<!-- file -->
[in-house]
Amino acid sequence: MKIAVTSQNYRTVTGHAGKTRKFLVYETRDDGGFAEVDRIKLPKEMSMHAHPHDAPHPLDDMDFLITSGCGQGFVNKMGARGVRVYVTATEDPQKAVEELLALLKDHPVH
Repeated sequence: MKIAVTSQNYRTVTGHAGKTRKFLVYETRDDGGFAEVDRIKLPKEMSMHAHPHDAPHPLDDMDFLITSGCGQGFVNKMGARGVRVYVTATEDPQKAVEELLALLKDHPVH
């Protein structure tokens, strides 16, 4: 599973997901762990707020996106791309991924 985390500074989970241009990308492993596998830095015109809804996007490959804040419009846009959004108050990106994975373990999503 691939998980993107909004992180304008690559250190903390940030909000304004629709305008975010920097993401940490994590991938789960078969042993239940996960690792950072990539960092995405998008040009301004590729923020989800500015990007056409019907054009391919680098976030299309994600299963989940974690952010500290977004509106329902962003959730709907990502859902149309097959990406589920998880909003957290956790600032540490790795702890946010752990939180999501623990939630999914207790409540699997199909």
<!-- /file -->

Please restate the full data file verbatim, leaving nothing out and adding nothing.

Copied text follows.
[in-house]
Amino acid sequence: MKIAVTSQNYRTVTGHAGKTRKFLVYETRDDGGFAEVDRIKLPKEMSMHAHPHDAPHPLDDMDFLITSGCGQGFVNKMGARGVRVYVTATEDPQKAVEELLALLKDHPVH
Repeated sequence: MKIAVTSQNYRTVTGHAGKTRKFLVYETRDDGGFAEVDRIKLPKEMSMHAHPHDAPHPLDDMDFLITSGCGQGFVNKMGARGVRVYVTATEDPQKAVEELLALLKDHPVH
């Protein structure tokens, strides 16, 4: 599973997901762990707020996106791309991924 985390500074989970241009990308492993596998830095015109809804996007490959804040419009846009959004108050990106994975373990999503 691939998980993107909004992180304008690559250190903390940030909000304004629709305008975010920097993401940490994590991938789960078969042993239940996960690792950072990539960092995405998008040009301004590729923020989800500015990007056409019907054009391919680098976030299309994600299963989940974690952010500290977004509106329902962003959730709907990502859902149309097959990406589920998880909003957290956790600032540490790795702890946010752990939180999501623990939630999914207790409540699997199909």